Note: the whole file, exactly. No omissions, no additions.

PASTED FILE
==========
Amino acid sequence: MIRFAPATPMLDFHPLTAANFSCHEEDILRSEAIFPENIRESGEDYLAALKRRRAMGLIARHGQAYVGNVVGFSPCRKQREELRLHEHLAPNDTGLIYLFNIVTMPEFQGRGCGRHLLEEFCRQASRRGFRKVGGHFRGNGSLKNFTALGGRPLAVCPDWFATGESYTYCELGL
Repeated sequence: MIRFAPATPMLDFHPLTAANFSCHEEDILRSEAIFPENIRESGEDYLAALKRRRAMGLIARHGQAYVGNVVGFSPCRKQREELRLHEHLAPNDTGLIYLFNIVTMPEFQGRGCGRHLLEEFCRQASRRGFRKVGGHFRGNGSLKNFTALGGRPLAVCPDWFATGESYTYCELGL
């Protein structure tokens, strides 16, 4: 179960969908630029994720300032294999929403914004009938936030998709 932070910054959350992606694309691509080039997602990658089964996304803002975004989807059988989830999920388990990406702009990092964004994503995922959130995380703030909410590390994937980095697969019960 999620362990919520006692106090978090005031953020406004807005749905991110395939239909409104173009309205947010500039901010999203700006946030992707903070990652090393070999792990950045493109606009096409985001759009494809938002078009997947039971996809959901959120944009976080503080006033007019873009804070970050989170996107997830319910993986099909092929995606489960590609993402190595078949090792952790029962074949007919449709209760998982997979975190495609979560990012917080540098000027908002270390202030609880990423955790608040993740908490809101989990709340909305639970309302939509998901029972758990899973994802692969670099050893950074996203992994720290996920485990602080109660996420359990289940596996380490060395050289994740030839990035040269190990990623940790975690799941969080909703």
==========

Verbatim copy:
Amino acid sequence: MIRFAPATPMLDFHPLTAANFSCHEEDILRSEAIFPENIRESGEDYLAALKRRRAMGLIARHGQAYVGNVVGFSPCRKQREELRLHEHLAPNDTGLIYLFNIVTMPEFQGRGCGRHLLEEFCRQASRRGFRKVGGHFRGNGSLKNFTALGGRPLAVCPDWFATGESYTYCELGL
Repeated sequence: MIRFAPATPMLDFHPLTAANFSCHEEDILRSEAIFPENIRESGEDYLAALKRRRAMGLIARHGQAYVGNVVGFSPCRKQREELRLHEHLAPNDTGLIYLFNIVTMPEFQGRGCGRHLLEEFCRQASRRGFRKVGGHFRGNGSLKNFTALGGRPLAVCPDWFATGESYTYCELGL
């Protein structure tokens, strides 16, 4: 179960969908630029994720300032294999929403914004009938936030998709 932070910054959350992606694309691509080039997602990658089964996304803002975004989807059988989830999920388990990406702009990092964004994503995922959130995380703030909410590390994937980095697969019960 999620362990919520006692106090978090005031953020406004807005749905991110395939239909409104173009309205947010500039901010999203700006946030992707903070990652090393070999792990950045493109606009096409985001759009494809938002078009997947039971996809959901959120944009976080503080006033007019873009804070970050989170996107997830319910993986099909092929995606489960590609993402190595078949090792952790029962074949007919449709209760998982997979975190495609979560990012917080540098000027908002270390202030609880990423955790608040993740908490809101989990709340909305639970309302939509998901029972758990899973994802692969670099050893950074996203992994720290996920485990602080109660996420359990289940596996380490060395050289994740030839990035040269190990990623940790975690799941969080909703």